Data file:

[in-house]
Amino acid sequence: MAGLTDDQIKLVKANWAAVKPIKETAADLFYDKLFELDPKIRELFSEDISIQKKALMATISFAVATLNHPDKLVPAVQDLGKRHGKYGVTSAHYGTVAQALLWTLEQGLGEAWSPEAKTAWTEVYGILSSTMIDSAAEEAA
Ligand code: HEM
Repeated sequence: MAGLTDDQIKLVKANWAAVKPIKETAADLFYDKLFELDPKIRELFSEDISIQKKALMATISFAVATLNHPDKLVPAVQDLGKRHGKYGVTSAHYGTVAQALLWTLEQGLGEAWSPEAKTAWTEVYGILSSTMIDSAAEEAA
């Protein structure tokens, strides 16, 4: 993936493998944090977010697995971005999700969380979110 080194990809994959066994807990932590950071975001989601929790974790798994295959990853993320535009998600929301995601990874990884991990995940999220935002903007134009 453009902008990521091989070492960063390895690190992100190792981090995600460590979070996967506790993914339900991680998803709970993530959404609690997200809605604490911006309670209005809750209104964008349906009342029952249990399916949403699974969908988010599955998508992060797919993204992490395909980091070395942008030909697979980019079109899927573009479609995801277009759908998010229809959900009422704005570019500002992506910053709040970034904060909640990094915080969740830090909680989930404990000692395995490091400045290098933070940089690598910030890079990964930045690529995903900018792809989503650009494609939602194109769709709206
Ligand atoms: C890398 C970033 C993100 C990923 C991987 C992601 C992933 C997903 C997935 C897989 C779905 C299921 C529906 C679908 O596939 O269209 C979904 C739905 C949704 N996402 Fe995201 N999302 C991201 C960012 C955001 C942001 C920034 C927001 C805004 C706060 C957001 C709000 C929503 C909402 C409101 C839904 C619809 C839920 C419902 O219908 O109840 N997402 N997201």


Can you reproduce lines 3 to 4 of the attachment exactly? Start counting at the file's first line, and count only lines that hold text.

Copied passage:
Ligand code: HEM
Repeated sequence: MAGLTDDQIKLVKANWAAVKPIKETAADLFYDKLFELDPKIRELFSEDISIQKKALMATISFAVATLNHPDKLVPAVQDLGKRHGKYGVTSAHYGTVAQALLWTLEQGLGEAWSPEAKTAWTEVYGILSSTMIDSAAEEAA